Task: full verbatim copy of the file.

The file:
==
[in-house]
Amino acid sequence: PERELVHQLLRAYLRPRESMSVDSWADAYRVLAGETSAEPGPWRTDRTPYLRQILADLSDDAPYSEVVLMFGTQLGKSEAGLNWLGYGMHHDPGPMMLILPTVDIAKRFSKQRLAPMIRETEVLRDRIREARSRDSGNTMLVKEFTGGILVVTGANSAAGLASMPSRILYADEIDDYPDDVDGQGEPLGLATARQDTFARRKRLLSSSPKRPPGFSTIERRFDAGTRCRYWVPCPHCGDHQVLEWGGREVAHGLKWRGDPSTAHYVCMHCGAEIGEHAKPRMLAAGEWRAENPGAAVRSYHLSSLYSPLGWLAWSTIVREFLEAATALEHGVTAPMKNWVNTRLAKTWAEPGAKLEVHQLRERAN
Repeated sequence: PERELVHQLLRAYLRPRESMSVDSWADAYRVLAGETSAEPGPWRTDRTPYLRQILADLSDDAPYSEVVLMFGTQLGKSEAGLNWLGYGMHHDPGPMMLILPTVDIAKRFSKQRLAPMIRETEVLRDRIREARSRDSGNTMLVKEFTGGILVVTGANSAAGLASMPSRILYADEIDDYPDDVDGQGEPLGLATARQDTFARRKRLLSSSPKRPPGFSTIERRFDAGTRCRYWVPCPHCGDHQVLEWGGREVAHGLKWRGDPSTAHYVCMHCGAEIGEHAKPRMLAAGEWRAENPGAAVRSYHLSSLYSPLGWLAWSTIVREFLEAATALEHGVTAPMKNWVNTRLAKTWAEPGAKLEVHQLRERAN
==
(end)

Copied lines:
[in-house]
Amino acid sequence: PERELVHQLLRAYLRPRESMSVDSWADAYRVLAGETSAEPGPWRTDRTPYLRQILADLSDDAPYSEVVLMFGTQLGKSEAGLNWLGYGMHHDPGPMMLILPTVDIAKRFSKQRLAPMIRETEVLRDRIREARSRDSGNTMLVKEFTGGILVVTGANSAAGLASMPSRILYADEIDDYPDDVDGQGEPLGLATARQDTFARRKRLLSSSPKRPPGFSTIERRFDAGTRCRYWVPCPHCGDHQVLEWGGREVAHGLKWRGDPSTAHYVCMHCGAEIGEHAKPRMLAAGEWRAENPGAAVRSYHLSSLYSPLGWLAWSTIVREFLEAATALEHGVTAPMKNWVNTRLAKTWAEPGAKLEVHQLRERAN
Repeated sequence: PERELVHQLLRAYLRPRESMSVDSWADAYRVLAGETSAEPGPWRTDRTPYLRQILADLSDDAPYSEVVLMFGTQLGKSEAGLNWLGYGMHHDPGPMMLILPTVDIAKRFSKQRLAPMIRETEVLRDRIREARSRDSGNTMLVKEFTGGILVVTGANSAAGLASMPSRILYADEIDDYPDDVDGQGEPLGLATARQDTFARRKRLLSSSPKRPPGFSTIERRFDAGTRCRYWVPCPHCGDHQVLEWGGREVAHGLKWRGDPSTAHYVCMHCGAEIGEHAKPRMLAAGEWRAENPGAAVRSYHLSSLYSPLGWLAWSTIVREFLEAATALEHGVTAPMKNWVNTRLAKTWAEPGAKLEVHQLRERAN